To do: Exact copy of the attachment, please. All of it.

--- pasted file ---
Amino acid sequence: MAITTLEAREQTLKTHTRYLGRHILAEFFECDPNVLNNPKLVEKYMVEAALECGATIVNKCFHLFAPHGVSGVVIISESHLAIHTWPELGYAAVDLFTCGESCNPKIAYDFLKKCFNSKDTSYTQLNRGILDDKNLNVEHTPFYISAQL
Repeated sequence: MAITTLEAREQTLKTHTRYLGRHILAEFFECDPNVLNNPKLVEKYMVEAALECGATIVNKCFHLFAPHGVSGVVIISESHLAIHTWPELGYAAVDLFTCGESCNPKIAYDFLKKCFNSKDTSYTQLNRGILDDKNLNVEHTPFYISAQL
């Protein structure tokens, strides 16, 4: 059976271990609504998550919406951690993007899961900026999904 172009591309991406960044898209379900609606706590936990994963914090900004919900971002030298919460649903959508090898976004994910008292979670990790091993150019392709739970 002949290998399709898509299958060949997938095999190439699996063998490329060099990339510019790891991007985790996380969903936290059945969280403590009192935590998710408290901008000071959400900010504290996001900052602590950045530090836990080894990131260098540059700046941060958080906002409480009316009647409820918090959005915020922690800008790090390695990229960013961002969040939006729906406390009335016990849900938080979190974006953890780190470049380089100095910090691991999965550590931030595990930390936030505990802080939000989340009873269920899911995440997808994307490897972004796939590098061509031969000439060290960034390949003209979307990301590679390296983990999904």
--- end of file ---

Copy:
Amino acid sequence: MAITTLEAREQTLKTHTRYLGRHILAEFFECDPNVLNNPKLVEKYMVEAALECGATIVNKCFHLFAPHGVSGVVIISESHLAIHTWPELGYAAVDLFTCGESCNPKIAYDFLKKCFNSKDTSYTQLNRGILDDKNLNVEHTPFYISAQL
Repeated sequence: MAITTLEAREQTLKTHTRYLGRHILAEFFECDPNVLNNPKLVEKYMVEAALECGATIVNKCFHLFAPHGVSGVVIISESHLAIHTWPELGYAAVDLFTCGESCNPKIAYDFLKKCFNSKDTSYTQLNRGILDDKNLNVEHTPFYISAQL
């Protein structure tokens, strides 16, 4: 059976271990609504998550919406951690993007899961900026999904 172009591309991406960044898209379900609606706590936990994963914090900004919900971002030298919460649903959508090898976004994910008292979670990790091993150019392709739970 002949290998399709898509299958060949997938095999190439699996063998490329060099990339510019790891991007985790996380969903936290059945969280403590009192935590998710408290901008000071959400900010504290996001900052602590950045530090836990080894990131260098540059700046941060958080906002409480009316009647409820918090959005915020922690800008790090390695990229960013961002969040939006729906406390009335016990849900938080979190974006953890780190470049380089100095910090691991999965550590931030595990930390936030505990802080939000989340009873269920899911995440997808994307490897972004796939590098061509031969000439060290960034390949003209979307990301590679390296983990999904």